It Ain’t Easy Being Easy!

By August 3, 2017New technologies

The level of sophistication in the consumer chain has advanced a thousand-fold in the past decade alone.  What was formerly a rather simple process of planning promotions has now become a complex blend of technology and skill at predicting consumer behavior.

It hasn’t been too long ago that a typical consumer products manufacturer rep would replicate last year’s plan, make any adjustments for an account’s expanded stores, new markets, or new product launches, and dub it the new current year forecast.

Why not?

These guys were great at what they did. They knew their accounts, they had a great grasp of the buyer’s philosophy, and they felt that they knew what worked and what didn’t. They were satisfied if they increased their sell-in and averaged a positive incremental volume, because THAT is what they were compensated to do.  It was a tedious effort, but, overall, rather easy.

Ah, those were the days!

The only real problems they had outside of vying with their competitors were helping their accounting folks in the home office locate the source of deductions that were not obviously linked to the promotion plans; and heck, that wasn’t their problem anyway, right? Just a nuisance.

Ah, GONE are those days!

The combination of advanced intelligence, integrated predictive planning, and the social media landscape has created an ocean of data (“lakes” seems way to confining, doesn’t it?) from which the retailer and consumer products manufacturer can come very close to accurate predictability of demand. Armed with this intelligence, the technology can be created to refine this raw and unstructured data into insights that translate to pure tactical direction.

Gen X, Y and Millennial kids are now filling the ranks of buyers, category managers, market planners, and yes, even sales reps.  These people grew up slaying dragons, aliens, and a host of killers in Smash Bros©, racing at Talladega, and creating futuristic cities in SIMS® while doing their homework, making 4.0 GPA’s and managing a 1,000 friend Facebook account. They have no fear of technology and embrace it as easily as blinking an eye.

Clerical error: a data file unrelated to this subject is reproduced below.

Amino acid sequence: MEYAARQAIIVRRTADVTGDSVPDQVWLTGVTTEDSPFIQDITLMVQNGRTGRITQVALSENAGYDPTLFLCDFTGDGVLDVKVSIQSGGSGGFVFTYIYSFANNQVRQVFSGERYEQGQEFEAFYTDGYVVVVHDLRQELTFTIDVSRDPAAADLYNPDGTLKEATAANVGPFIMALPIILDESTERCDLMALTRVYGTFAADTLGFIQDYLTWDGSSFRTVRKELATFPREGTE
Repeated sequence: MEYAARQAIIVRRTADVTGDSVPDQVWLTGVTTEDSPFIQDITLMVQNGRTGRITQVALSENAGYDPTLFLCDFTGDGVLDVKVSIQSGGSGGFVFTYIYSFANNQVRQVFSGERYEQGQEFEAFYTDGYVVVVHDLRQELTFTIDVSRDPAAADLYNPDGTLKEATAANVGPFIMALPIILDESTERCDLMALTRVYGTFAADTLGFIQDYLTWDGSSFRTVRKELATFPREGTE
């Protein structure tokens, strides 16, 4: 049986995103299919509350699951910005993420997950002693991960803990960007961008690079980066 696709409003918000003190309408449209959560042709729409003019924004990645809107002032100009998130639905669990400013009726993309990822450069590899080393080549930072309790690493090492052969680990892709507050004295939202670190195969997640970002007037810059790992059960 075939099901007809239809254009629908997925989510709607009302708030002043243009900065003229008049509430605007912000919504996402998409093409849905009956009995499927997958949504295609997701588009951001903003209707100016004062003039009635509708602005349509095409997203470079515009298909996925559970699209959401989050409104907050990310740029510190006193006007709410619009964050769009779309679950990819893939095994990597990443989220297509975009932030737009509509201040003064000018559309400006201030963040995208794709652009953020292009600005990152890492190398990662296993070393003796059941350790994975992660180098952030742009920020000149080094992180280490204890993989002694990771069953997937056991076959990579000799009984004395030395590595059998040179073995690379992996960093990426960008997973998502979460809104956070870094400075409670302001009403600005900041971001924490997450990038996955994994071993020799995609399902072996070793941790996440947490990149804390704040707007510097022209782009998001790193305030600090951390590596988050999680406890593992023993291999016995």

This has really been on my mind as we have just about completed our vendor technology study briefings (to be launched in October 2017). I am pleasantly amazed at the use of innovative technology that is designed to turn the entirety of a forecast and trade promotion planning process into something that has been missing forever – a precise and trustworthy prediction of consumer purchase behavior. While it is still not perfect, it is certainly easier now to create a plan that has a much higher degree of success than the typical rates of the past (e.g. about 45% of the trade promotions fail).

What amazes me the most is that every vendor gets it. There are no laggards in recognizing the power of predictive analytics, optimization and cognitive machine learning.  To a vendor, everyone is working hard to continue the improvements. The calls we are making to the references that were provided prove it as well. The level of confidence of the manufacturers in the outcomes of the trade promotion planning and optimization technologies is reflected in the excitement and exuberance within the sales community who are becoming more adept at using the technology. I am also encouraged by the random calls we make to the field sales executives who soundly welcome the technology, grasp the ease of use and hail the time they have with their families because of the reduction in time spent in planning activities.

But this did not come easily to any of these vendors. Each vendor gave us detailed stories of how they struggled with their respective roadmaps and spent huge amounts of time and money in construction, testing, and monitoring new solutions before declaring general availability. In many cases, entire technological direction was dumped in favor of different technology, just to ensure that they could build and adapt the technology to the company’s overall strategy. Decisions around cloud versus on premise versus mobile came at a price that often meant financial pain, bruised egos, and in some cases, hard personnel actions to be taken.

Throughout the entire research and development process, these companies kept their eyes on both the ultimate objective of accurate and productive consumer engagement and the corporate bottom line. Of course, the primary focus was always on serving their customers and making life better for their people who use the solution.